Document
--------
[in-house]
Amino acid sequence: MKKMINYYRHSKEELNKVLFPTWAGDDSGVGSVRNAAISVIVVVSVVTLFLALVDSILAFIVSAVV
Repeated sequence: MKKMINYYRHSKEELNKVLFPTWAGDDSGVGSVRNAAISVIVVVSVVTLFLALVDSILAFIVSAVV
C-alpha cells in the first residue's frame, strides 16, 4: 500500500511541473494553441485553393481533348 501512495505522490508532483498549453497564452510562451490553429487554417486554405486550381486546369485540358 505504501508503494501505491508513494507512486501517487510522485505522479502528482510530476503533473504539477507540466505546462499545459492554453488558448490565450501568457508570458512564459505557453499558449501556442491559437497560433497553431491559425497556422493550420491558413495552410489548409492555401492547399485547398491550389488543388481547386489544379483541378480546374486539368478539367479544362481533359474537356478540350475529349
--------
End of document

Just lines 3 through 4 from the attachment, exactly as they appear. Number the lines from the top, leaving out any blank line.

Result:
Repeated sequence: MKKMINYYRHSKEELNKVLFPTWAGDDSGVGSVRNAAISVIVVVSVVTLFLALVDSILAFIVSAVV
C-alpha cells in the first residue's frame, strides 16, 4: 500500500511541473494553441485553393481533348 501512495505522490508532483498549453497564452510562451490553429487554417486554405486550381486546369485540358 505504501508503494501505491508513494507512486501517487510522485505522479502528482510530476503533473504539477507540466505546462499545459492554453488558448490565450501568457508570458512564459505557453499558449501556442491559437497560433497553431491559425497556422493550420491558413495552410489548409492555401492547399485547398491550389488543388481547386489544379483541378480546374486539368478539367479544362481533359474537356478540350475529349